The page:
WEIR, Frederick David

1st World War
Date of Birth
Date Attested
Attested at
Toronto, Ontario
Regimental Number
Date of Death
Age at Death
19 years 6 months
Biographical Summary

DIVISIONAL UNIT:        1st Canadian Infantry Division
                                             3rd Infantry Brigade
                                             3rd Machine Gun Company
                                             Canadian Machine Gun Corps
SERVICE NO:                   475331
DATE OF BIRTH:            September 11, 1897 
                                             Milton – North Dakota - USA
DATE OF DEATH:           March 21, 1917                   19 years     6 months
CEMETERY:                     Aubigny Communal Cemetery Extension – Aubigny-en-Artois
                                             Pas de Calais – France
                                             I     H     44
PARENT:                           Mrs. Catherine Weir – Seaforth - Ontario
Occupation:                        Student                                 Religion:     Presbyterian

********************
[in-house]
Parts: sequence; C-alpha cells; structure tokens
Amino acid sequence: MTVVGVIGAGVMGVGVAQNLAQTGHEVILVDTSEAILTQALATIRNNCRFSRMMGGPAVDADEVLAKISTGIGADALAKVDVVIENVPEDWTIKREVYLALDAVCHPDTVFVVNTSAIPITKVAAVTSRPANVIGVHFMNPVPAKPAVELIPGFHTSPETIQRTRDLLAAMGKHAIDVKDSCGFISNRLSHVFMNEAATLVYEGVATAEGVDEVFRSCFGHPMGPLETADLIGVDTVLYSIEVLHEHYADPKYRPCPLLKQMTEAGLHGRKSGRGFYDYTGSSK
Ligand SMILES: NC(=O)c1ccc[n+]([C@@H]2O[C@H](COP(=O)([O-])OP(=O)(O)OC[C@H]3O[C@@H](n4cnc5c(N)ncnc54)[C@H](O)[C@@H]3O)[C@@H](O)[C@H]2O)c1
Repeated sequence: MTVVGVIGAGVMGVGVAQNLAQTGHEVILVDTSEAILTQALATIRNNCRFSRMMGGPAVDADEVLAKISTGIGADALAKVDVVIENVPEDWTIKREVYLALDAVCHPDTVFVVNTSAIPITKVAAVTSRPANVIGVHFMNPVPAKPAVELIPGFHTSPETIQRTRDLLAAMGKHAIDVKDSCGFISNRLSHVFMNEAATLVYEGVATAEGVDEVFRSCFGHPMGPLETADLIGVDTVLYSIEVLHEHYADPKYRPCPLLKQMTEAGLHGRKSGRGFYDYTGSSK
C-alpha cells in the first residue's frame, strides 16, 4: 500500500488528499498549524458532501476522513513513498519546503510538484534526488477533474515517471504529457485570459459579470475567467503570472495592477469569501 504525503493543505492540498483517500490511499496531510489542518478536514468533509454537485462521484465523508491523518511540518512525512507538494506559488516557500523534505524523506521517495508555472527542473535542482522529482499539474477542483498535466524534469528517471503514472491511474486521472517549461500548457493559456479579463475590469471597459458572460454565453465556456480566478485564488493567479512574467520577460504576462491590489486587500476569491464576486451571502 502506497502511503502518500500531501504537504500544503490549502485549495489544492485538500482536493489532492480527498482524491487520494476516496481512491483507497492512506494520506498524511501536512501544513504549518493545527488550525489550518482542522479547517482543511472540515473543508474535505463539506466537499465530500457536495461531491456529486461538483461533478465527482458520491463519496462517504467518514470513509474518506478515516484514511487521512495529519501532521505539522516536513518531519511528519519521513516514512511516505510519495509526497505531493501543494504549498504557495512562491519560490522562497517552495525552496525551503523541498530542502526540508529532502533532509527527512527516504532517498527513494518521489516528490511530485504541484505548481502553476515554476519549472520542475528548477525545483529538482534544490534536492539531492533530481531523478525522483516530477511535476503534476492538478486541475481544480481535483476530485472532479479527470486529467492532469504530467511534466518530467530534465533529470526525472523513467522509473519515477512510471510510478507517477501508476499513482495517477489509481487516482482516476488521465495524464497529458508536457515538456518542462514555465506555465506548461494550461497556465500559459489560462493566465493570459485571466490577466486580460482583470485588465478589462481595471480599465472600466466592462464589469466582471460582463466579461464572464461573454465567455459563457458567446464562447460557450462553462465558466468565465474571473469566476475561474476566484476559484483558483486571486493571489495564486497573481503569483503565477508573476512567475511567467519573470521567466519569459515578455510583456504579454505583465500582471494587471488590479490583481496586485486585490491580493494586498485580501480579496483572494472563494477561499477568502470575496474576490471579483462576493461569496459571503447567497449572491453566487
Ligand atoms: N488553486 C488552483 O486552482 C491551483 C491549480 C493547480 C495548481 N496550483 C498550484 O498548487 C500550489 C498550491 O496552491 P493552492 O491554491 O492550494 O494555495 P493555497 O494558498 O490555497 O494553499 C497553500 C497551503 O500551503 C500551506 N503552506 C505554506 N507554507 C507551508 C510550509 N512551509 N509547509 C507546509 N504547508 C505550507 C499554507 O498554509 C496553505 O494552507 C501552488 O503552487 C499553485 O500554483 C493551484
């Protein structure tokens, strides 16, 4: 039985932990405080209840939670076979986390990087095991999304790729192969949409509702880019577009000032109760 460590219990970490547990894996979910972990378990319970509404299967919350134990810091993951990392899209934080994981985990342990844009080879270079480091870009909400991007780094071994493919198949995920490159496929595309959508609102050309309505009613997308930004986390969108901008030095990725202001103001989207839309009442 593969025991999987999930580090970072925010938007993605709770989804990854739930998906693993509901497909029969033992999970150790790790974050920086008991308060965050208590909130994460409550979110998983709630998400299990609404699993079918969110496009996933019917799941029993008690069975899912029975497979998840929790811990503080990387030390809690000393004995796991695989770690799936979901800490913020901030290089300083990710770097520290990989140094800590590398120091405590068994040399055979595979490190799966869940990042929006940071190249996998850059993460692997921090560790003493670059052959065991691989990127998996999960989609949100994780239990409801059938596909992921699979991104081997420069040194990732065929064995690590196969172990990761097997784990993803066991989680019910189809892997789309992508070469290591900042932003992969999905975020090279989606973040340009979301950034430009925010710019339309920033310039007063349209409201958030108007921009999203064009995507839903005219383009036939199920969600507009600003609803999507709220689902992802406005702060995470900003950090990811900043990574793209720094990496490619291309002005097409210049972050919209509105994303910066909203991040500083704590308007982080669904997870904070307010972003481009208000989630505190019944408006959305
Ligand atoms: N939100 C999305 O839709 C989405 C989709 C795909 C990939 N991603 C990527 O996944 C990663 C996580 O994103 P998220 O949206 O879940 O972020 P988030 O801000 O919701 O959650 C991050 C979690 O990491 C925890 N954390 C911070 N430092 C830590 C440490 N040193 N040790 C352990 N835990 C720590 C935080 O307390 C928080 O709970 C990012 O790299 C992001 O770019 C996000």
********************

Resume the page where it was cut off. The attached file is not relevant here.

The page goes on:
Enlistment:                         September 21, 1915 – Toronto – Ontario into 4th Universities Company
Enlistment Age:                 18 years     

Frederick had attended McGill University prior to his enlistment, and he sailed from Canada on the S.S. Lapland in early December 1915 and arrived in Liverpool on December 7, 1915. While at Shorncliffe he transferred to the 11th battalion which was on December 8, 1915 and then transferred to the Machine Gun Base on March 21, 1916. He then moved on to the 3rd Brigade Machine Gun Company based at West Sandling on May 25, 1916 and went overseas into France to join up with his unit.
On March 20th the 3rd Brigade was in the line in the Roclincourt sector, the weather was poor and work was being done on the Rocade Trench and during the night of March 20/21 the Company fired 8,000 rounds onto enemy positions in a nearby support trench. It was a disturbing night as the enemy gunners and bombers were active and seemed nervous.
March 21st a working party of 12 men was working in Rocade Trench cleaning and constructing shelters and the enemy support trench seemed to be in poor shape and the enemy at times was observed moving about and walking along the top of the trench. Whenever the enemy was seen the Company machine guns fired upon them. It was a cold day.
Private Weir had been reported as dangerously ill from wounds he received in the chest, left arm and hand during military action. He was immediately moved to No. 30 Casualty Clearing Station but could not survive his wounds.